Well today I was in the kitchen, and their Dad left the garage door open, and the door that leads to the garage open. Apparently Tyler snuck out when no one was looking. But instead of taking off down the street, he knew he had to stay around the house/yard area. I noticed the door and went out to get him. I know it couldn’t have been more than a minute or two… and I don’t know what would have happened if I hadn’t noticed longer than that. I don’t know if he would have taken off down the street or if he would have came and got me to “ask” to go for a walk. Thankfully we haven’t had to find out. But today… he didn’t. Today, all that practice of staying close to the house when Mommy isn’t around or staying close to Mom… or if we want to go somewhere, Mom has to be right there… has paid off. Because today, Tyler didn’t bolt.



I’ve never met my support group.


If you ever met me you wouldn’t think that I wouldn’t have a problem making friends. I’m bubbly and seemingly outgoing. I’m the goofy and animated friend who always tries to make people laugh.

But when you become a special needs Parent, your choices in friends drastically diminish. It’s not that there aren’t amazing people out there… and it’s not like the friends you had aren’t still there. But after a while, you get tired of explaining the same thing over and over. Or answering the same questions… Or answering those “well have you tried…?” Or “why don’t you just…?”

I know MOST of them mean well… It’s not like they’re bad people, but it can be exhausting. Especially when my life is exhausting enough on it’s own, the last thing I want are my friendships to be also.

I don’t even do it on purpose… But I’ll realize I’ll respond less frequently or I’ll respond later and later to posts. Not because I don’t want to, but because just thinking about everything I’ll need to say, explain or give an excuse to is overwhelming.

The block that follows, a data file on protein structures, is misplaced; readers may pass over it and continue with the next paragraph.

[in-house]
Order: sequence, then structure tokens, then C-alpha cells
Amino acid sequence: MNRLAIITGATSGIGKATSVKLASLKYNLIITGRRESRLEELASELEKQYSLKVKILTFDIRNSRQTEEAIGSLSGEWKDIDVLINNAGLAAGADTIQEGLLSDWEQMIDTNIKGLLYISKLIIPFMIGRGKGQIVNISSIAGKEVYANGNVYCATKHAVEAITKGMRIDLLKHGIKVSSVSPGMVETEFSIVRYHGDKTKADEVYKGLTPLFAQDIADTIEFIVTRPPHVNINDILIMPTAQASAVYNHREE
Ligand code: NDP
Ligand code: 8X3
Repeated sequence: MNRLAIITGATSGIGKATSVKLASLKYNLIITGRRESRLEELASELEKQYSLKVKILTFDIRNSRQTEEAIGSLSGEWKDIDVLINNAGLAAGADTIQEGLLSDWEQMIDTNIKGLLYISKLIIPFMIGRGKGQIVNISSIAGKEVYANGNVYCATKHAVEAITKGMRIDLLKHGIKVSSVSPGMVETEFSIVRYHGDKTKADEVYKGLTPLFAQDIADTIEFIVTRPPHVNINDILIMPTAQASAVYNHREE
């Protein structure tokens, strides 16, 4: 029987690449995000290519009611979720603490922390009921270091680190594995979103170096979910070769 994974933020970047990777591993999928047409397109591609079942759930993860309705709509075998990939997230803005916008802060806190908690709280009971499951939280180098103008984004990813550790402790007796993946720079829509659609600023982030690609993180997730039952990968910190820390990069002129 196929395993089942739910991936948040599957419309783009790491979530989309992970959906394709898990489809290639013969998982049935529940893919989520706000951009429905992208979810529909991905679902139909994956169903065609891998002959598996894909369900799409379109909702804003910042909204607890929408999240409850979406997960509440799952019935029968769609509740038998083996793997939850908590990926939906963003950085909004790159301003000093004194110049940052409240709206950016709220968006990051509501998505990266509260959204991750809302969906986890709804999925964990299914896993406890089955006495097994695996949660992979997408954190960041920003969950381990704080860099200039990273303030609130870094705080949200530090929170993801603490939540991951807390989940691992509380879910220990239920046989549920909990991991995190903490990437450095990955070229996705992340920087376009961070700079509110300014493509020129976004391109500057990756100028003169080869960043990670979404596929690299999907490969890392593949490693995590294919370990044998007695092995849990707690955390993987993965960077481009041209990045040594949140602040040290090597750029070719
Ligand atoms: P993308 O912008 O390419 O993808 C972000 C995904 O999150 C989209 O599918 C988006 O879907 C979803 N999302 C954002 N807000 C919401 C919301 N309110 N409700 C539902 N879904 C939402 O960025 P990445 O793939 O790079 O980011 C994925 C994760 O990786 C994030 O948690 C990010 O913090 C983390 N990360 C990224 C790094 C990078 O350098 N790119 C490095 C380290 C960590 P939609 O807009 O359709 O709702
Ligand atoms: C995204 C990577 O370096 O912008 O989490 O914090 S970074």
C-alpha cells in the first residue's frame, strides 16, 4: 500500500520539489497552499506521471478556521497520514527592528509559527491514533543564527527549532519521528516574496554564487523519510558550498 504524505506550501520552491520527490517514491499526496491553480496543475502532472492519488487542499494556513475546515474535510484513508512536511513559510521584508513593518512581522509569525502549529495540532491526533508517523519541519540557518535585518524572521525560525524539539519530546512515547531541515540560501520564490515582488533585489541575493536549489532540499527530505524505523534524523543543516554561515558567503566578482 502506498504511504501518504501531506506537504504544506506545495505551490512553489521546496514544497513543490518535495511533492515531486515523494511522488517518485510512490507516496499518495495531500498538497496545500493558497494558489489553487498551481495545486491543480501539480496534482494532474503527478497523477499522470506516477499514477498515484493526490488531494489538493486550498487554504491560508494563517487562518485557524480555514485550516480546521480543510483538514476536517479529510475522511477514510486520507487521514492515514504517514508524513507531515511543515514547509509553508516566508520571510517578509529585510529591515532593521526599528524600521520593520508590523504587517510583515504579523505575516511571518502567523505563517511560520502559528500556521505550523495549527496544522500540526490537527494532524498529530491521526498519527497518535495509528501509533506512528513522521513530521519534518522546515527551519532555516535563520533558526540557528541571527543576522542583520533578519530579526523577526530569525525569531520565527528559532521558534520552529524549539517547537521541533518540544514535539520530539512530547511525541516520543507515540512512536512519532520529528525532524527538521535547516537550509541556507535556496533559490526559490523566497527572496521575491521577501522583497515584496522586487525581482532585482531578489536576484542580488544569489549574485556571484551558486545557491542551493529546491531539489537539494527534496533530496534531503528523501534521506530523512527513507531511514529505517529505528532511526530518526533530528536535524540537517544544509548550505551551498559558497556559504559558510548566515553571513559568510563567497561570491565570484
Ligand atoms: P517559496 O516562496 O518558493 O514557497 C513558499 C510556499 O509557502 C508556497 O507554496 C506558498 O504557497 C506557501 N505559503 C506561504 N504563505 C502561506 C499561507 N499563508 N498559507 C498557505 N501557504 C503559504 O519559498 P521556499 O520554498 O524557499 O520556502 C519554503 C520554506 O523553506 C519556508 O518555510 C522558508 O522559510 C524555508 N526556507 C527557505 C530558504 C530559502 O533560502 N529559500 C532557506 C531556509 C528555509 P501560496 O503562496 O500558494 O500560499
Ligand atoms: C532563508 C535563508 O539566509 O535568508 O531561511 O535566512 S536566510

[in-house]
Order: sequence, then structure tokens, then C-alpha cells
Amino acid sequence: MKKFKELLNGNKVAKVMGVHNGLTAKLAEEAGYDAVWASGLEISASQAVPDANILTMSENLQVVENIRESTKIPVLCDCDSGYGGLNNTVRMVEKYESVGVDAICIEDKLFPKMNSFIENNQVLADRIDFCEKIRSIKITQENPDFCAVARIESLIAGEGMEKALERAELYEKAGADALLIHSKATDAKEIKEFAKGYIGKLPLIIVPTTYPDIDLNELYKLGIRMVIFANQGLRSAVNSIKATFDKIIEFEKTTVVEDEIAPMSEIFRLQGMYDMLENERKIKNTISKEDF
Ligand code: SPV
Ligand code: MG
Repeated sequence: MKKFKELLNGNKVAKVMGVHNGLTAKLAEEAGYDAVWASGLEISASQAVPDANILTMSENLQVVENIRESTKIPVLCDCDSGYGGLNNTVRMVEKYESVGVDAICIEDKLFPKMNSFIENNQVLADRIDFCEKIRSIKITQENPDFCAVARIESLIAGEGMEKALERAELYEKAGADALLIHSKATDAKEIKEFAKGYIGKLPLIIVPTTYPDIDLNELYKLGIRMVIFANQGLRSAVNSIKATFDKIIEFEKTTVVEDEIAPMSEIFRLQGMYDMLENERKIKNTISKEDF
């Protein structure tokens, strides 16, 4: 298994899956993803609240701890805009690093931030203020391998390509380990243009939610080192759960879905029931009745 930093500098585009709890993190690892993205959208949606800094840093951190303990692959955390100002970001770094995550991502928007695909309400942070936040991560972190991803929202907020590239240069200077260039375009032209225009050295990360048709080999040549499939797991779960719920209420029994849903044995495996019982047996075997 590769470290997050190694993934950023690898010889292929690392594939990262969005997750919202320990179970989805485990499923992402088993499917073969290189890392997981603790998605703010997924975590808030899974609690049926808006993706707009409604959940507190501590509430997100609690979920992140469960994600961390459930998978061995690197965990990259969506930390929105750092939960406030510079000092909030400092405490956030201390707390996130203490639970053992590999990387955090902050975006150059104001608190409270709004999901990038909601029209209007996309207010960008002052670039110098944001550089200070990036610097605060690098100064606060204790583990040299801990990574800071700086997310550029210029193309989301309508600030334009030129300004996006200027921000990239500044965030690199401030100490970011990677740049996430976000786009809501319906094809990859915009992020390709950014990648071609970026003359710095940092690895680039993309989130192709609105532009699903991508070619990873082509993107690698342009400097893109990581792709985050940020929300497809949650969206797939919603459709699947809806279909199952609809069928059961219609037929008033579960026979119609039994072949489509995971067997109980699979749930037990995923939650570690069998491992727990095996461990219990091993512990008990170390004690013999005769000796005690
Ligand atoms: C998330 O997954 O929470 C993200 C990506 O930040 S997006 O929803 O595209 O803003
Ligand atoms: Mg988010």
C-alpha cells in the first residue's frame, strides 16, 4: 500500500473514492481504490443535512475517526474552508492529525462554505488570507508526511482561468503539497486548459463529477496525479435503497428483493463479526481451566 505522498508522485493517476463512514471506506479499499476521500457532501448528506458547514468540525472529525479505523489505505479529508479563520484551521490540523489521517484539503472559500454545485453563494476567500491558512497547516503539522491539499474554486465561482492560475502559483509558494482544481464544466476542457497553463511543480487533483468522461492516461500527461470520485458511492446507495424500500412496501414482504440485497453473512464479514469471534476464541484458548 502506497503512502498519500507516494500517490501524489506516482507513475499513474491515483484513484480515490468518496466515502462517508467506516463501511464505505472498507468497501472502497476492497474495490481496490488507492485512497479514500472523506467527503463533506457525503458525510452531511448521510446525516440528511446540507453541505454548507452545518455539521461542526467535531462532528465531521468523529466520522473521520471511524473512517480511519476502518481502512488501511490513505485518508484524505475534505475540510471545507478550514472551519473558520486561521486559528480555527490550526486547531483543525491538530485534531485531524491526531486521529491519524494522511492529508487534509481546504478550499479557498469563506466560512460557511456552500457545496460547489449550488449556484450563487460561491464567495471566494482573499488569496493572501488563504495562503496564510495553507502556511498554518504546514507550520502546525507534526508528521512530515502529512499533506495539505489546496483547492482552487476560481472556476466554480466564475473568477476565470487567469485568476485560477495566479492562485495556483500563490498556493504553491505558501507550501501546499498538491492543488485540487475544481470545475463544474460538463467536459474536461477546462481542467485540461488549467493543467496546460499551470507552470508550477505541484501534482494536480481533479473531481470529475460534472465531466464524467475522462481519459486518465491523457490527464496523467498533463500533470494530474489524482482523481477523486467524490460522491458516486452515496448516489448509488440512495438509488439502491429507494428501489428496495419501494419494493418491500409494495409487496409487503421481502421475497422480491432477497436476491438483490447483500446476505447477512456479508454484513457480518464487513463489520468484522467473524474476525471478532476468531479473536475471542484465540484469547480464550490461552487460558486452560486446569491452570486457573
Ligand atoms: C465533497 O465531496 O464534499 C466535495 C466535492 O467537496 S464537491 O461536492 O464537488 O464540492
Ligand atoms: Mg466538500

I can’t “just find a sitter” so I go out less and less. We can’t come visit you because your house isn’t nearly child-proofed as ours. You could come over here, but a kid is bound to show up naked and really… When do i have time to clean? So I don’t invite you over anyway. It’s not that I don’t miss you. Or want to see you. But things change.

Every once and a while you find that amazing friend who “gets it” and doesn’t live too far. Either because they have kids on the spectrum or are your kids teachers/therapists. And when you find one, you about leap out of your skin because you don’t have to apologize for your house or naked kid, or explain what your kid is chewing on or what they’re scripting…. Because they get it.

But often, those amazing people who get it… We will never meet in person, because they’re all over the world.
Sitting in a house, nodding along to your child’s most recent milestone, celebrating with you because they understand just how truly amazing every new skill is.
No matter how small it seems to the outside world.
They might not have to go through or have gone through the exact same thing, but they get it.

Or they’re the people who don’t have kids or aren’t personally on the spectrum, but love your family and want to learn more about them.
They’re pretty freaking awesome too.

I have an amazing support group.
They laugh, cry and mourn with me.
They’re nodding along and raising their fists in excitement because they GET IT!
They share stories.
They give and ask for advice.
They’re amazing.

And I will probably never have the honor to meet them in this lifetime.

But I love them and I’m thankful for all of them.

They’re my support group, and I am theirs.